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Arch Sex Behav. 1991 Jun;20(3):307-18.

Sexual orientation and cognitive abilities.

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Family Studies Laboratory, Boston University School of Medicine, Massachusetts 02118.


We asked whether homosexual and heterosexual men and women differ on standard measures of cognitive ability. Subjects were adults recruited for a family study of sexual orientation. They completed the Fy Scale of the California Psychological Inventory, a self-administered measure of psychological "femininity," and were given subtests of the Wechsler Adult Intelligence Scale and the Primary Mental Abilities test which had been previously shown to discriminate between the sexes. We predicted that homosexual subjects would score significantly in the gender-atypical direction on the Fy scale. We also predicted that they would achieve scores on the tests of cognitive abilities significantly in the direction of the other gender. Comparisons were made between homosexual and heterosexual individuals within gender. Also, comparisons were made between heterosexual men and women to see if our results replicate differences typically found between the genders. As predicted, both homosexual men and women were strongly gender-atypical on the Fy scale relative to their heterosexual counterparts. However, neither differed from heterosexuals on any of the measures of cognitive abilities. Heterosexual men did better than women on the Primary Mental Abilities spatial relations test. We conclude that sexual orientation is not related to specific cognitive abilities.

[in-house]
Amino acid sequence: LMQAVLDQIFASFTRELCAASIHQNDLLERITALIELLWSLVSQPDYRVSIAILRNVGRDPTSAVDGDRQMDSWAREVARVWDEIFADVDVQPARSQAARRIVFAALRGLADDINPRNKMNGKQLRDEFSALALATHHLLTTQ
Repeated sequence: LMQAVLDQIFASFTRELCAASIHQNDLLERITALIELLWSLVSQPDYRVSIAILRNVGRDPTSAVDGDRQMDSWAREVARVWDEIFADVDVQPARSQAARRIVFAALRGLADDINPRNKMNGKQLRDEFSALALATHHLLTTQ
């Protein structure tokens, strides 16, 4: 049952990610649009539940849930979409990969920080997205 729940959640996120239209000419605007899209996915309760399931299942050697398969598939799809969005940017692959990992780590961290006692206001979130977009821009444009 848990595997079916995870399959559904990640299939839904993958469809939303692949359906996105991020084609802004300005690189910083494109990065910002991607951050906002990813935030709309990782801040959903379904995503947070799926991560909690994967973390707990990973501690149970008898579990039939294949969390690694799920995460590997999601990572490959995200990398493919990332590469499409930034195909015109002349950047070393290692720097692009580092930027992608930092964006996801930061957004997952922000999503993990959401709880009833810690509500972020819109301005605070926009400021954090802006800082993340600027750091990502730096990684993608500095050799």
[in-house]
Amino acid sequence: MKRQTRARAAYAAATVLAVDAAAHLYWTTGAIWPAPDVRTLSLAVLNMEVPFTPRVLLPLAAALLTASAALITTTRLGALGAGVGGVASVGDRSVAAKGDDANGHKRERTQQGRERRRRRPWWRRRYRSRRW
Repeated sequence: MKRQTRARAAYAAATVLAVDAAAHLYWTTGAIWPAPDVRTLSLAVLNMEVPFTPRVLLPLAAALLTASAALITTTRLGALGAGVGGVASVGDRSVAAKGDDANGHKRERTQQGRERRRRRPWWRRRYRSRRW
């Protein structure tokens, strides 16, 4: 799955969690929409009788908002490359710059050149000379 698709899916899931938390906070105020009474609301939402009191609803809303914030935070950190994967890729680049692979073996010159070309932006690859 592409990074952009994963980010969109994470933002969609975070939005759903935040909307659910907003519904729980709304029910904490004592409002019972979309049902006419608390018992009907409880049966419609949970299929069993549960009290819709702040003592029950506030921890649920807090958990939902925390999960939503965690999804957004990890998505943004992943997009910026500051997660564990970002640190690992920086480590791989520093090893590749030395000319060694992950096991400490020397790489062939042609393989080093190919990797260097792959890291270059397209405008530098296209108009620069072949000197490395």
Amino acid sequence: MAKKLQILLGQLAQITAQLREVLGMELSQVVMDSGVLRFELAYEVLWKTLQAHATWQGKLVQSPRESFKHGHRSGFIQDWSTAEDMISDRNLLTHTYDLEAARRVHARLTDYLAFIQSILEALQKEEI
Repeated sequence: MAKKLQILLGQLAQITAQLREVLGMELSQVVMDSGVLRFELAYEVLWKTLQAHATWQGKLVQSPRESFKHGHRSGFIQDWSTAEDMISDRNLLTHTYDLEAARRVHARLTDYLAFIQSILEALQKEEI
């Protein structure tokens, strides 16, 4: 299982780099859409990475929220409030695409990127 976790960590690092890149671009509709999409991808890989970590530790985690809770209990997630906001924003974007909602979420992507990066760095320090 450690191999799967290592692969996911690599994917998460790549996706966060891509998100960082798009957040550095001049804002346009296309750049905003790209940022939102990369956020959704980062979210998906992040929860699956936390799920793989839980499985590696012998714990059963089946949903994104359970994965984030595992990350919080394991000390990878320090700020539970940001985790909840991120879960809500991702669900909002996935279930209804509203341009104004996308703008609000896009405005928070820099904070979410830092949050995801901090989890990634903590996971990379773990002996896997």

[Indexed for MEDLINE]

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